3-Week Series: Double Blessing


Summary: The power of God to live as Jesus’ followers is a blank check for good in a chaotic and dangerous world.

Bad things happen. Bad things happen to good people, and bad things happen to bad people. Bad things happen. Sometimes the cause is obvious: greed and hatred, poverty and ignorance, all cause suffering in greater or lesser degrees, and we can point to sin as the reason. But sometimes the deaths seem so random and pointless. The pictures of the devastation in Indonesia and Sri Lanka and Thailand, the 150,000 dead, tales of unspeakable tragedy and unimaginable loss have dominated the news for two weeks. Religious leaders

around the world have been called upon to explain how belief in God can survive

suffering on so massive a scale. Some people want to know why these things happen, some people look for ways to stop these things from happening, others

look for someone to blame. And everyone feels helpless.

But the issue before us is the same whether the number is 1000 or 100 or ten, or even just one. Every day around the world children are killed, or kidnapped or abused. Every day around the world more 150,000 thousand people die every day from accidents to old age, from famine to floods, from disease to disaster to war, and a hundred different varieties of random violence. It’s just that we rarely see them all at once, in one place.

But getting an answer to the question why isn’t really a whole lot of help, either. The Archbishop of Canterbury, writing in response to this tragedy, said "It some religious genius did come up with an explanation of exactly why all these deaths made sense, would we feel happier or safer or more confident in God? Wouldn’t we feel something of a chill at the prospect of a God who deliberately plans a program that involves a certain level of casualties?" That’s one of the problems with the classic Presbyterian doctrine of predestination, too. If God is in charge of everything, why doesn’t he make life easier?

Thomas Hardy thinks that suffering is random, and that he would feel better if God really was against him, getting his kicks from pulling wings of his hapless human flies. He wrote,

"If but some vengeful god would call to me

From up the sky, and laugh: ’Thou suffering thing,

know that thy sorrow is my ecstasy,

That thy love’s loss is my hate’s profiting!’

Then would I bear, and clench myself, and die,

Steeled by the sense of ire unmerited;

Half-eased, too, that a Powerfuller than I

Had willed and meted me the tears I shed.

But not so...."

People say, "things happen for a reason." And there is comfort in believing that good comes out of suffering. It’s Biblical, too, to believe that. James tells us, "Brothers and sisters, whenever you face trials of any kind, consider it nothing but joy,because you know that the testing of your faith produces endurance; and let endurance have its full effect, so that you may be mature and complete, lacking in nothing. [Jas 1:2]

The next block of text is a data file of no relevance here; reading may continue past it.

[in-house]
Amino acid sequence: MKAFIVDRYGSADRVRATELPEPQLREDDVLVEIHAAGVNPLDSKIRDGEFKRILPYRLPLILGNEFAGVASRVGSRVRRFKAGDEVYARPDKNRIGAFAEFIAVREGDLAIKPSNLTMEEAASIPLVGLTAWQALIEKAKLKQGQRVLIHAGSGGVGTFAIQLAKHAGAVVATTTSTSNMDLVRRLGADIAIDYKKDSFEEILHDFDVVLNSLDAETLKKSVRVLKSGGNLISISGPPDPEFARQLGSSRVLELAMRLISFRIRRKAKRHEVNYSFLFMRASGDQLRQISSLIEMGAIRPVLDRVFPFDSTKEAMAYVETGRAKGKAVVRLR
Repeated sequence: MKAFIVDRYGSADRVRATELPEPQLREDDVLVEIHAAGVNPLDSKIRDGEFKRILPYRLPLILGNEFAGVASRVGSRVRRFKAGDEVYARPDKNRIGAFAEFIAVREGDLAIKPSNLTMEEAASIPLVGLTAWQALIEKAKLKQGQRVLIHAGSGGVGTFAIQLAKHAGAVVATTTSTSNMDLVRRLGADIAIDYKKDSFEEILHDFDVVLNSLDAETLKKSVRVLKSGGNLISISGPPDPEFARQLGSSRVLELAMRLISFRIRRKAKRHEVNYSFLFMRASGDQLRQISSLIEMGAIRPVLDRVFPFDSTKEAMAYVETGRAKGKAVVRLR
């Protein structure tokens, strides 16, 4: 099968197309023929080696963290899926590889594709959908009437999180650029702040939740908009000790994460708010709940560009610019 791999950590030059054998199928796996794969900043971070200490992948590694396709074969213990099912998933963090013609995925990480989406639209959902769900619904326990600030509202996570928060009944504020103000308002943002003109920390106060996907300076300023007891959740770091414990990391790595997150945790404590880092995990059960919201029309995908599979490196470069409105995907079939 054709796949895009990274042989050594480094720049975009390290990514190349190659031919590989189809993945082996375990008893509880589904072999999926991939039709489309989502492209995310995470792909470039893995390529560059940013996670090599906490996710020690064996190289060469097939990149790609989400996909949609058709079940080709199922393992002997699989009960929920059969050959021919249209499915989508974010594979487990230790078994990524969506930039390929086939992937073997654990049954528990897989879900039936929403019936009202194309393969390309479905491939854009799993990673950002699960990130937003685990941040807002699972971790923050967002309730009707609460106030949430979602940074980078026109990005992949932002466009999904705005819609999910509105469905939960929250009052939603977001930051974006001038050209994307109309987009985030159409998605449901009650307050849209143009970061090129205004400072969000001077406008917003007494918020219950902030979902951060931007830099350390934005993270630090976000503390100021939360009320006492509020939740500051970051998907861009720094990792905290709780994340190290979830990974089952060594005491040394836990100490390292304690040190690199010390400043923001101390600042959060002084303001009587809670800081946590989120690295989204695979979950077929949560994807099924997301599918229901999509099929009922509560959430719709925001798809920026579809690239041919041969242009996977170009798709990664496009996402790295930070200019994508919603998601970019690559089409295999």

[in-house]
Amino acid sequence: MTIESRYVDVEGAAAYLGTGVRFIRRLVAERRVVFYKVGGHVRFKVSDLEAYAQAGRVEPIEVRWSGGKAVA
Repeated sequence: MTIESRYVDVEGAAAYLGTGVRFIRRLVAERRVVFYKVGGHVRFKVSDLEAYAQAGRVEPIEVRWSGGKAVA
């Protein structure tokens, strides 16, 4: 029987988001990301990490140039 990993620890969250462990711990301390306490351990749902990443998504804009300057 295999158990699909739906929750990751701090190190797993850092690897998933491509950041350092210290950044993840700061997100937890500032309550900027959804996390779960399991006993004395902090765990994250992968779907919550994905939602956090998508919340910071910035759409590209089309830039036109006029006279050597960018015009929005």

But you know what? That’s not really what we want. We want these things not to happen at all. We want the power to stop them before they happen. Or at the very least to have the power to fix things after they do happen. We want sickness and pain and grief and loss and disappointment and change to go away. We want power. We want to be in control.

But let me tell you, folks, power is not all that it’s cracked up to be. An author named Ursula LeGuin wrote a marvelous story about a man whose dreams changed the world. He was so outraged and angered by racism that he dreamed it away. And the next morning, everyone was the same shade of gray.

And that was all very well until he noticed that people were now classed according to the shape of their ears - pointed or round, whether they stuck out or lay flat against their heads. So he dreamed discrimination away. And the next morning everyone was banded together like brothers and sisters - because hostile aliens had appeared in the sky and the earth.

Even if we had that kind of power, we just don’t know enough to make good choices. Rain in one country may mean drought in another; sickle-cell anemia, a genetic scourge that often comes with African genes, seems to protect against malaria. Which would you rather have?

No, power alone is not enough. You have to know what you’re doing - both short-term and long. And that is why Paul’s prayer is just what we need at times like this. Because both the power and the wisdom we need to make sense of our world and a difference in it are found in only one place - or I should say, in one person.

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